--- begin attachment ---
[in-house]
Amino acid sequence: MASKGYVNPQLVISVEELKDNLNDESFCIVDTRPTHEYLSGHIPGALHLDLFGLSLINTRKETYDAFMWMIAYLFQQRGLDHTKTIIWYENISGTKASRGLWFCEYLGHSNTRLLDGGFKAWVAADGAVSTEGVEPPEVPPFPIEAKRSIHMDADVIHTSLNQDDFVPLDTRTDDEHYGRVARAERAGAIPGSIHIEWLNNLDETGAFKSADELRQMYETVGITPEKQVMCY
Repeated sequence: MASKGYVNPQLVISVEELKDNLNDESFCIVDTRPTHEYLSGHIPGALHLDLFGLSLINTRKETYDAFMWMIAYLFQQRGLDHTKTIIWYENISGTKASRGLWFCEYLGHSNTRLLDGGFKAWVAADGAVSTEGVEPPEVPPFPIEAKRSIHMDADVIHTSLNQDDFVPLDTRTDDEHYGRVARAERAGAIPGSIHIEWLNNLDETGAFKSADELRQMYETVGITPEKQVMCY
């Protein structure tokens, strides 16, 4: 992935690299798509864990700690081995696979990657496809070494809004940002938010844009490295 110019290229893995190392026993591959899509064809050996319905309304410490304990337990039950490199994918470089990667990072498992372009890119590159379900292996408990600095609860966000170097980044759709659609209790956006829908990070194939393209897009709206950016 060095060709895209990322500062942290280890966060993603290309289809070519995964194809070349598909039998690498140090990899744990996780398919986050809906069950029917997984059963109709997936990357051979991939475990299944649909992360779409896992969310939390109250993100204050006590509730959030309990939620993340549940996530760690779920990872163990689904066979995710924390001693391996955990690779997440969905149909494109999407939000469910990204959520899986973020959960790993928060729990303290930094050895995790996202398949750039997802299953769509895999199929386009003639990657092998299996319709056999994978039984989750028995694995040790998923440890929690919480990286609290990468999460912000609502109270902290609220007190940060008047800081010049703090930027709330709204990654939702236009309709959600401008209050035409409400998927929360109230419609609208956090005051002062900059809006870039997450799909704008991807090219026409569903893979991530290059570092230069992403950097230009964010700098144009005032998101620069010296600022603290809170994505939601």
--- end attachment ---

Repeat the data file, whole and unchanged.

[in-house]
Amino acid sequence: MASKGYVNPQLVISVEELKDNLNDESFCIVDTRPTHEYLSGHIPGALHLDLFGLSLINTRKETYDAFMWMIAYLFQQRGLDHTKTIIWYENISGTKASRGLWFCEYLGHSNTRLLDGGFKAWVAADGAVSTEGVEPPEVPPFPIEAKRSIHMDADVIHTSLNQDDFVPLDTRTDDEHYGRVARAERAGAIPGSIHIEWLNNLDETGAFKSADELRQMYETVGITPEKQVMCY
Repeated sequence: MASKGYVNPQLVISVEELKDNLNDESFCIVDTRPTHEYLSGHIPGALHLDLFGLSLINTRKETYDAFMWMIAYLFQQRGLDHTKTIIWYENISGTKASRGLWFCEYLGHSNTRLLDGGFKAWVAADGAVSTEGVEPPEVPPFPIEAKRSIHMDADVIHTSLNQDDFVPLDTRTDDEHYGRVARAERAGAIPGSIHIEWLNNLDETGAFKSADELRQMYETVGITPEKQVMCY
């Protein structure tokens, strides 16, 4: 992935690299798509864990700690081995696979990657496809070494809004940002938010844009490295 110019290229893995190392026993591959899509064809050996319905309304410490304990337990039950490199994918470089990667990072498992372009890119590159379900292996408990600095609860966000170097980044759709659609209790956006829908990070194939393209897009709206950016 060095060709895209990322500062942290280890966060993603290309289809070519995964194809070349598909039998690498140090990899744990996780398919986050809906069950029917997984059963109709997936990357051979991939475990299944649909992360779409896992969310939390109250993100204050006590509730959030309990939620993340549940996530760690779920990872163990689904066979995710924390001693391996955990690779997440969905149909494109999407939000469910990204959520899986973020959960790993928060729990303290930094050895995790996202398949750039997802299953769509895999199929386009003639990657092998299996319709056999994978039984989750028995694995040790998923440890929690919480990286609290990468999460912000609502109270902290609220007190940060008047800081010049703090930027709330709204990654939702236009309709959600401008209050035409409400998927929360109230419609609208956090005051002062900059809006870039997450799909704008991807090219026409569903893979991530290059570092230069992403950097230009964010700098144009005032998101620069010296600022603290809170994505939601």